The winners and losers of the 2017 Utah Legislative session

Sunday , March 12, 2017 - 5:00 AM

Standard-Examiner Staff

A record number of bill files were opened by the Utah legislature this sessions, which wrapped up at midnight, March 9. 

As with anything in politics, the results of this session created political winners and losers. In Northern Utah, we took at look at four groups who will be significantly affected by the passage — or defeat — of certain bills this session. 

Nearly all the laws passed by the legislature await Gov. Gary Herbert’s signature, so while they seem likely to come to fruition, there’s still a chance for veto. Spokespeople with Herbert’s office have declined to indicate if there are any bills he plans to veto. 

STUDENTS AND EDUCATORS

Though a measure to raise the state's income tax rate from 5 percent to 5.875 percent didn’t pass, Weber School District Superintendent Jeff Stephens commended lawmakers for their educational funding decisions, calling this the “most positive and most supportive” legislative session he has experienced in the last six years.

A bill striking language in the state's sex education law banning "advocacy of homosexuality” also passed this session. Pending Herbert’s signature, districts say they’re ready to adjust curriculum.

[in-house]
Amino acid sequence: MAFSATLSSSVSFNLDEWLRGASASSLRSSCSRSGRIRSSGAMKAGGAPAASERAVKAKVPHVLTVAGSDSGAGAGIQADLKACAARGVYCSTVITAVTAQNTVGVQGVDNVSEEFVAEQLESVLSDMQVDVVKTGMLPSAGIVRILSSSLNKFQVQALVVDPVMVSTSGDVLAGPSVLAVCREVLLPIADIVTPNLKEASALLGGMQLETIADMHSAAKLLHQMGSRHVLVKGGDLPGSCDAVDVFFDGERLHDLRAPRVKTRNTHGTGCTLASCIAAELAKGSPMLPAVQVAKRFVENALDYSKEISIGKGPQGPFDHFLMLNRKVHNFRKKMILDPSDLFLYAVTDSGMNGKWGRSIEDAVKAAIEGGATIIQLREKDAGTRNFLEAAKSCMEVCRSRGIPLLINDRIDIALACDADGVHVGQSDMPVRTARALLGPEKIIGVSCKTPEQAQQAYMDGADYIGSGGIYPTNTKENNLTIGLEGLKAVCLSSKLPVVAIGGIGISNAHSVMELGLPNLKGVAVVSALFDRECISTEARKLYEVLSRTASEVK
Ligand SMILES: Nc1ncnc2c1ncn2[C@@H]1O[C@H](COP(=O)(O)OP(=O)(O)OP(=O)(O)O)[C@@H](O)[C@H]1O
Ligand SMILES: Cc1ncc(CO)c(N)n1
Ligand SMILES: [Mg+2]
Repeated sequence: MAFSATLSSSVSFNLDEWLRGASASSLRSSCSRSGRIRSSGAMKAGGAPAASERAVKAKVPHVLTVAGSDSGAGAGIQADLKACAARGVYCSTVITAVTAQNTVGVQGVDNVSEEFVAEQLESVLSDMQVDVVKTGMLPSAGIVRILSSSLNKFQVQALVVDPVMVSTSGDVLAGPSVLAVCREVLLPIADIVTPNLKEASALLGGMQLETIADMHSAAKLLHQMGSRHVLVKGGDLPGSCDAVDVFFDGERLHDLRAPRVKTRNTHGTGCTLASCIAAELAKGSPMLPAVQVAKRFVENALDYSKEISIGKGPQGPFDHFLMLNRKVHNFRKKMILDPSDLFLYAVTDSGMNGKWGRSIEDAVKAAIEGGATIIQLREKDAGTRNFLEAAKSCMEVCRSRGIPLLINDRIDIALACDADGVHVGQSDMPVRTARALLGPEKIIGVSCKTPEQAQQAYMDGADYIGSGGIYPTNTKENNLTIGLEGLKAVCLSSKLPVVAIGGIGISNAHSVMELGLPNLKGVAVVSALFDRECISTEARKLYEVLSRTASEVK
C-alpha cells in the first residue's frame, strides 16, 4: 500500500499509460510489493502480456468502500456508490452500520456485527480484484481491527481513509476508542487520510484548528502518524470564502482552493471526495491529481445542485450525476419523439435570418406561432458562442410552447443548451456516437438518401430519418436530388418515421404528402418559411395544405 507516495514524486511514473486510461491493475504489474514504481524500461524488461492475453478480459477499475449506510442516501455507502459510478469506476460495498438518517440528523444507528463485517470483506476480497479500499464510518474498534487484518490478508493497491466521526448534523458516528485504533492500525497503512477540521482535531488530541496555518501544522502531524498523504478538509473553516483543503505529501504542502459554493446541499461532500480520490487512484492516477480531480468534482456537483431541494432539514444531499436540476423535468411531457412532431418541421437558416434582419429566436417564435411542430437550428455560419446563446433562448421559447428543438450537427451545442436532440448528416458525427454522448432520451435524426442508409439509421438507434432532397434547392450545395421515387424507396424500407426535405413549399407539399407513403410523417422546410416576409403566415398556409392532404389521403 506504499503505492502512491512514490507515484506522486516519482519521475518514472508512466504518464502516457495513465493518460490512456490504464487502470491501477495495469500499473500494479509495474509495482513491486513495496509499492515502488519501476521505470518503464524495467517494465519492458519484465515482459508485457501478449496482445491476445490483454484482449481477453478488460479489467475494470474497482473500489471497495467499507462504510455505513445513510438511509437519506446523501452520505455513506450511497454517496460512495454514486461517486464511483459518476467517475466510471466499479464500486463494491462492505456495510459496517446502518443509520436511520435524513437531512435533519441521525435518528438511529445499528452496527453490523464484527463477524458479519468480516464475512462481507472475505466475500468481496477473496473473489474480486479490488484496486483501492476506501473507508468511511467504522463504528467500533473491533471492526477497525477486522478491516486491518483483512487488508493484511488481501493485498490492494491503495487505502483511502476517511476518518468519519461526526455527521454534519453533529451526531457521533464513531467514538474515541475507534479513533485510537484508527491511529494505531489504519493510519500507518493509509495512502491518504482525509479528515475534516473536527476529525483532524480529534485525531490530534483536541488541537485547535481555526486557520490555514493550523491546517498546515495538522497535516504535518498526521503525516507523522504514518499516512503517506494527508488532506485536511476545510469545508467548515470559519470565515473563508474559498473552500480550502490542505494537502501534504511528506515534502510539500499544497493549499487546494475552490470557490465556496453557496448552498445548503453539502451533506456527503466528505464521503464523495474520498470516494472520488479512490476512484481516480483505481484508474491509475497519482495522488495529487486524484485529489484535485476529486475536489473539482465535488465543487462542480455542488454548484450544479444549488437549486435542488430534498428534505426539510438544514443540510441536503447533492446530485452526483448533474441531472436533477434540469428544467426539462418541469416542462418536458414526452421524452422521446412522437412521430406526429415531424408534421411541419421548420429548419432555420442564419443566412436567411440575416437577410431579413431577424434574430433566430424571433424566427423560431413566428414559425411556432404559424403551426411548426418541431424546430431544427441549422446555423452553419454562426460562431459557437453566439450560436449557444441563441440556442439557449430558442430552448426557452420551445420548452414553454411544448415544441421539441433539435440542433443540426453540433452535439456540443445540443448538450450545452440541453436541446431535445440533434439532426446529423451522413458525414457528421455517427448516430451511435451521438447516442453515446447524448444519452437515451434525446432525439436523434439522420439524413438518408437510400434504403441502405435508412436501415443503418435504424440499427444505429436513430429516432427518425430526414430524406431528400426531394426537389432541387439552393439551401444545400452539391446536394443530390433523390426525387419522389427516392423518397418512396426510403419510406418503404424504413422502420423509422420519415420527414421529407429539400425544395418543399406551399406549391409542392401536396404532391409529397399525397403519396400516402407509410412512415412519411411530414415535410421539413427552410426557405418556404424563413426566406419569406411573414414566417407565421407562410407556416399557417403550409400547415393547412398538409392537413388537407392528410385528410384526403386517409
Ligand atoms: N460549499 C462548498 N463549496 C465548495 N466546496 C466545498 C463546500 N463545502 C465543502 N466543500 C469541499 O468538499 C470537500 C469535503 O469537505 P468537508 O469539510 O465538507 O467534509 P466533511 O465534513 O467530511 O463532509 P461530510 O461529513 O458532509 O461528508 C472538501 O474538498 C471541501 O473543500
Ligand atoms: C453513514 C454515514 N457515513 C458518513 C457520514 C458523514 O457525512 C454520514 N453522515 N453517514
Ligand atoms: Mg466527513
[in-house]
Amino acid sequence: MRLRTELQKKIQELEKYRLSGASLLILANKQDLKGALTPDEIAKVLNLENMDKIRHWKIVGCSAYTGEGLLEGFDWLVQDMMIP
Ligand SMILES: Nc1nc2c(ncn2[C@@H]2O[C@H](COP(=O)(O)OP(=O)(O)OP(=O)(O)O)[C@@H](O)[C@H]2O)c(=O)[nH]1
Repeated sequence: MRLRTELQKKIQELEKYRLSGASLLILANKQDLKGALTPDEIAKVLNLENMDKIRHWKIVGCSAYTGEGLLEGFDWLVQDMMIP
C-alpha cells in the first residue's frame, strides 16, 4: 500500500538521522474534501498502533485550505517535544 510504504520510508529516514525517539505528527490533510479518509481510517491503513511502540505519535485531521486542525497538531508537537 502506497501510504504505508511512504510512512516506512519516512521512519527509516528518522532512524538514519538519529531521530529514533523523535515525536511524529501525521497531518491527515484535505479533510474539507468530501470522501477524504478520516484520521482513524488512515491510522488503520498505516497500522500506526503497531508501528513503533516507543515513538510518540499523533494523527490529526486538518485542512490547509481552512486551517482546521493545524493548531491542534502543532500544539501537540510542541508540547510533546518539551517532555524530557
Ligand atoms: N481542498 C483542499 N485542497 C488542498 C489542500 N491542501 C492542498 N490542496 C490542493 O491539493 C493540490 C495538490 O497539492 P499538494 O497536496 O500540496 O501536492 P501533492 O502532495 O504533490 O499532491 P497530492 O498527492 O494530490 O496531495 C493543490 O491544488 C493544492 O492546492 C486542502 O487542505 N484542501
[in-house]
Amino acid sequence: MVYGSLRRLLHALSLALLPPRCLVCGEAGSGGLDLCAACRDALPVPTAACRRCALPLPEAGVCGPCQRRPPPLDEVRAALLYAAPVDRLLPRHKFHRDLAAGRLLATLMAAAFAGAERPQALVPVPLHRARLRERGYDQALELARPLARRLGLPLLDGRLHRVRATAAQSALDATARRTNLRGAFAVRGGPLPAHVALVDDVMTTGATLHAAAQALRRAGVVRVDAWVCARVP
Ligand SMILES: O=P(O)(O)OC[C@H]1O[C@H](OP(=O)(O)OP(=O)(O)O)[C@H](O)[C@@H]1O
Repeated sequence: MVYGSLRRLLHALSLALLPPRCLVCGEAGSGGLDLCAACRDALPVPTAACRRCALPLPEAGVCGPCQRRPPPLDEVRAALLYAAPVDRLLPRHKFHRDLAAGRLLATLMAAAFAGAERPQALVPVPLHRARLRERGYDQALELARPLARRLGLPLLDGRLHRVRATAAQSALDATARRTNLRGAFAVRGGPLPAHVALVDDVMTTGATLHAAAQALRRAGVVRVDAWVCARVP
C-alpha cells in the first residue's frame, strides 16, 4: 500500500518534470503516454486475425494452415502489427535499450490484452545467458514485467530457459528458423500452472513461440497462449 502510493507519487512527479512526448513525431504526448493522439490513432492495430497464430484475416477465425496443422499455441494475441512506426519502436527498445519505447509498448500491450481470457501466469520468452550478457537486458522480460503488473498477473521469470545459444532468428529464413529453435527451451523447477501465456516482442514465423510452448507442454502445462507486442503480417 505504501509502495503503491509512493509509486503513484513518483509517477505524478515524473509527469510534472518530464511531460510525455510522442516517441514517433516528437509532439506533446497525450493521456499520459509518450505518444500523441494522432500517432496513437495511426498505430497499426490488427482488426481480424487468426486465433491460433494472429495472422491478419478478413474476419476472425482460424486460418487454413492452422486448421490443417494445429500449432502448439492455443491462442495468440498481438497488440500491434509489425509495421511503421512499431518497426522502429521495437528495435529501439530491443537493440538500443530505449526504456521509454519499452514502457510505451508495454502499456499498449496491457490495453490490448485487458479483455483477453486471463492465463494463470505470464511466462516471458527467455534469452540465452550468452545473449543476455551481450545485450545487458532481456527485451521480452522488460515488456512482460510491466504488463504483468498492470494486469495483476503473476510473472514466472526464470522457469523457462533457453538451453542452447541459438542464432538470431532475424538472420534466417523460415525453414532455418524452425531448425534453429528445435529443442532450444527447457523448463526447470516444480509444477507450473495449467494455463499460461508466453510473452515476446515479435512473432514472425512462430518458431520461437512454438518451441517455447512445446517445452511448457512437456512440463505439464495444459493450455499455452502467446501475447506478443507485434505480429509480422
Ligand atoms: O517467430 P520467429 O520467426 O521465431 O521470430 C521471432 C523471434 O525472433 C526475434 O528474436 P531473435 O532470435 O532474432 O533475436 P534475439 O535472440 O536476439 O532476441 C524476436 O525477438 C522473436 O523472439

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THE RESTAURANT INDUSTRY

Alcohol, as is frequently the case, was a big focus the 2017 Utah legislative session. The Zion Curtain measure passed to the delight of many restaurateurs, but their celebration was short-lived as lawmakers also passed the strictest BAC level for drivers in the country. 

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LOW-INCOME RESIDENTS

The tax on food would have gone from 1.75 percent to 4.4 percent but it didn’t really see the light of day. Then again, the same happened for a bill that would have raised minimum wage. 

“It’s a little bit upsetting because it’s hard,” said Pamela Scott of Ogden, picking out food at the food bank with her husband. “It seems the poor have to stay poor.”

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AIR QUALITY AND ENVIRONMENT

While Wasatch Front residents rank Utah’s poor air quality as a top priority, that sentiment did not appear to have translated into significant legislative action during the 2017 session.

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